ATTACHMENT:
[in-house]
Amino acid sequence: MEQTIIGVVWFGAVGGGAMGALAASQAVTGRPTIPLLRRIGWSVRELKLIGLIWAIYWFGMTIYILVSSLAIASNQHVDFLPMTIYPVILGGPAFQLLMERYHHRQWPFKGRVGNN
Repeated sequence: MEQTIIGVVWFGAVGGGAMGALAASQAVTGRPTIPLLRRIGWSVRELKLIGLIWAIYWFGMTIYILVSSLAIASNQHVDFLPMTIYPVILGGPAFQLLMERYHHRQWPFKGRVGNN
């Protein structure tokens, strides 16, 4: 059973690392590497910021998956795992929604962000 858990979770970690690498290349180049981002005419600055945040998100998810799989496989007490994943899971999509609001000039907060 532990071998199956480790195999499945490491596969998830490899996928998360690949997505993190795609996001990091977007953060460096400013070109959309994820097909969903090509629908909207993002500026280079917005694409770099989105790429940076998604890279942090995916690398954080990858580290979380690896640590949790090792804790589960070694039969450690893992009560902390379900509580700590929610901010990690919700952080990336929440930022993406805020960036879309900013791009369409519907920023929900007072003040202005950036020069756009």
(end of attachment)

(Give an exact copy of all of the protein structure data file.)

[in-house]
Amino acid sequence: MEQTIIGVVWFGAVGGGAMGALAASQAVTGRPTIPLLRRIGWSVRELKLIGLIWAIYWFGMTIYILVSSLAIASNQHVDFLPMTIYPVILGGPAFQLLMERYHHRQWPFKGRVGNN
Repeated sequence: MEQTIIGVVWFGAVGGGAMGALAASQAVTGRPTIPLLRRIGWSVRELKLIGLIWAIYWFGMTIYILVSSLAIASNQHVDFLPMTIYPVILGGPAFQLLMERYHHRQWPFKGRVGNN
């Protein structure tokens, strides 16, 4: 059973690392590497910021998956795992929604962000 858990979770970690690498290349180049981002005419600055945040998100998810799989496989007490994943899971999509609001000039907060 532990071998199956480790195999499945490491596969998830490899996928998360690949997505993190795609996001990091977007953060460096400013070109959309994820097909969903090509629908909207993002500026280079917005694409770099989105790429940076998604890279942090995916690398954080990858580290979380690896640590949790090792804790589960070694039969450690893992009560902390379900509580700590929610901010990690919700952080990336929440930022993406805020960036879309900013791009369409519907920023929900007072003040202005950036020069756009």